Midhurst Muntjac Deer

Muntjac Deer in Midhurst

I had a wonderful view of a Muntjac Deer on the way home this evening. The little chap – no bigger than a hare – was standing by the side of Bepton Road a mile south of Midhurst, so I pulled up to take a good look. He didn’t appear to be even slightly bothered by me, and wandered leisurely across the road into the bushes on the other side. They’re quite common around us – and more often heard rather than seen.

Muntjac are not native to the UK, and were introduced from China in the early 1900s to Woburn Park in Hertfordshire. Some of the deer jumped the fence, and today’s population of Muntjacs are nearly all descendants of these intrepid escapees!

Photo is from Creative Commons

More badger roadkill

Dead badger on the road

Badger knocked over on the road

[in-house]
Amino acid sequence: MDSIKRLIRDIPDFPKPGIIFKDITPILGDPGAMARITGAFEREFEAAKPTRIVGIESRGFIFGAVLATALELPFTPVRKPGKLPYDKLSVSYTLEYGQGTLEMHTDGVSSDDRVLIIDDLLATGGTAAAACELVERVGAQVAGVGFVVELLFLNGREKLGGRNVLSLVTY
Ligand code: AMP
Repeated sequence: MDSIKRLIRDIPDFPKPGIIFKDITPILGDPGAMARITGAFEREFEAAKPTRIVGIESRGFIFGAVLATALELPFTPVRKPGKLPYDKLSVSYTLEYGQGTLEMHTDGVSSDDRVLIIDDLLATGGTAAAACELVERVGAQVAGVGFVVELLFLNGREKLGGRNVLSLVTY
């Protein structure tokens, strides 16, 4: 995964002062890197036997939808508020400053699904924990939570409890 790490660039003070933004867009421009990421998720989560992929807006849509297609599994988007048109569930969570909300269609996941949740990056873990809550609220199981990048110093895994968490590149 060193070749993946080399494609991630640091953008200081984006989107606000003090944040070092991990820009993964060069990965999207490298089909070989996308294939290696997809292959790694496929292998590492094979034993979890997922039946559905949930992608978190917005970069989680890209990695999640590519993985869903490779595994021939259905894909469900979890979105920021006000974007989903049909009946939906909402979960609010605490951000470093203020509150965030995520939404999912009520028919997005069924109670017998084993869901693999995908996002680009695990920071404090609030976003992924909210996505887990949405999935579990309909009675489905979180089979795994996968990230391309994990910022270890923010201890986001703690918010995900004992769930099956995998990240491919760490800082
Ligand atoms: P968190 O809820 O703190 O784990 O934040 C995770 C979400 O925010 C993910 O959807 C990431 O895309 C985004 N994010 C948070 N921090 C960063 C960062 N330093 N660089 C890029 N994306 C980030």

A familiar sight on the verges in March. Badgers are so dopey at this time of the year – they just can’t help themselves from being knocked over. Sad news. Two more badgers squashed on the roads around Bepton last night – that’s five or six that have been killed in the last couple of weeks. Sad news for poor old Brock. But on a positive note, there are obviously plenty of badgers around the village if this many are getting run over.

The Independent reported that “Badgers have no natural predator, except possibly the motor car” according to farming minister David Heath as he bemoaned Britain’s rising badger population. Now the nation’s first-ever roadkill survey has confirmed his opinion that fast-moving vehicles are proving effective badger-culling machines.

Badgers are by far the most run-over animal in Britain, accounting for nearly a quarter of the country’s roadkill, according to Cardiff University. Pheasants are the second biggest casualty, followed by foxes, rabbits and pigeons. And did you know that West Sussex has emerged as the UK’s roadkill capital?